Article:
stagnant hypoxia

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diminished availability of oxygen to the body tissues; its causes are many and varied and includes a deficiency of oxygen in the atmosphere, as in altitude sickness; pulmonary disorders that interfere with adequate ventilation of the lungs; anemia or circulatory deficiencies, leading to inadequate transport and delivery of oxygen to the tissues; and finally, edema or other abnormal conditions of the tissues themselves that impair the exchange of oxygen and carbon dioxide between capillaries and tissues. adj., adj hypox´ic.  

Signs and symptoms vary according to the cause. Generally they include dyspnea, rapid pulse, syncope, and mental disturbances such as delirium or euphoria. cyanosis is not always present and in some cases is not evident until the hypoxia is far advanced. The localized pain of angina pectoris due to hypoxia occurs because of impaired oxygenation of the myocardium. Discoloration of the skin and eventual ulceration that sometimes accompany varicose veins are a result of hypoxia of the involved tissues.

The treatment of hypoxia depends on the primary cause but usually includes administration of oxygen by inhalation (see oxygen therapy). In some vascular diseases, administration of vasodilators may help increase circulation, hence oxygen supply, to the tissues.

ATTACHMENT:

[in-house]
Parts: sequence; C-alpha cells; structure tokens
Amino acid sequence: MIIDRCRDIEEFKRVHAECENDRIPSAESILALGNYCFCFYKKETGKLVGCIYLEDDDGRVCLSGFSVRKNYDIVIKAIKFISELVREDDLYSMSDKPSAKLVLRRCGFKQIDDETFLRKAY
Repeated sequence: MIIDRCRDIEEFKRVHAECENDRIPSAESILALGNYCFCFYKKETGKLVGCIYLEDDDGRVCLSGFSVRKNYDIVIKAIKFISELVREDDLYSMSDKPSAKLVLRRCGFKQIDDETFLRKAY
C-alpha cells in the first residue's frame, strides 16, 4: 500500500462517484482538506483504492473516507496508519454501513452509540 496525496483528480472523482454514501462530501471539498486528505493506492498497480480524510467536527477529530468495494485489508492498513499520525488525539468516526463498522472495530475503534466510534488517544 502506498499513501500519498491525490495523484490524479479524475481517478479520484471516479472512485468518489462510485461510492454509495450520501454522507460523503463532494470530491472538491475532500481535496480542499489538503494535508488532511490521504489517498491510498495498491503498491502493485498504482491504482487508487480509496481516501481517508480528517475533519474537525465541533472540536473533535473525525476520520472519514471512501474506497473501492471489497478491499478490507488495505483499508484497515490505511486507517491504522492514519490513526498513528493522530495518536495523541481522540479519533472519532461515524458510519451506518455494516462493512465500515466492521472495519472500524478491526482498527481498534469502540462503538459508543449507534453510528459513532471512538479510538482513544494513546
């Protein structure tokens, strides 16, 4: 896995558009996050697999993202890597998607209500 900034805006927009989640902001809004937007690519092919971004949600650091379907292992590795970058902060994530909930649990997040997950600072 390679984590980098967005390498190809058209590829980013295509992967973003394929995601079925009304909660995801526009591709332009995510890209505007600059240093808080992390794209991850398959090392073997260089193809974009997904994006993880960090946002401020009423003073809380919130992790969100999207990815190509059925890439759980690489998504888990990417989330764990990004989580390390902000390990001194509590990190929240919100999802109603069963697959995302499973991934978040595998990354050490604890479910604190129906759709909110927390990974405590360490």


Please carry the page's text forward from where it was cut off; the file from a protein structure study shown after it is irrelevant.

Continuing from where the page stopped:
affinity hypoxia hypoxia resulting from failure of the hemoglobin to release oxygen to the tissues, as may occur with a left-shifted oxyhemoglobin dissociation curve.
anemic hypoxia hypoxia due to reduction of the oxygen-carrying capacity of the blood as a result of a decrease in the total hemoglobin or an alteration of the hemoglobin constituents.
circulatory hypoxia stagnant hypoxia.
histotoxic hypoxia that due to impaired utilization of oxygen by tissues, as in cyanide poisoning.
hypoxemic hypoxia (hypoxic hypoxia) that due to insufficient oxygen reaching the blood, as at the decreased barometric pressures of high altitudes.
stagnant hypoxia that due to failure to transport sufficient oxygen because of inadequate blood flow, as in heart failure.

stag·nant hy·pox·i·a

tissue hypoxia characterized not by tissue oligemia (tissue blood volume being normal or even increased), but by intravascular stasis due to impairment of venous outflow or (in some instances) to decreased arterial inflow.

stagnant hypoxia

An older term for the combination of reduced blood flow and poor oxygenation to a particular region of the body, especially to the brain. The term is regarded as suboptimal as it doesn’t take into account modifying local factors such as degree and duration of ischaemia, pre-existing vascular disease, blood glucose, patient age, body temperature and susceptibility of individual cells (e.g., neurones are more susceptible to permanent damage than are glial cells).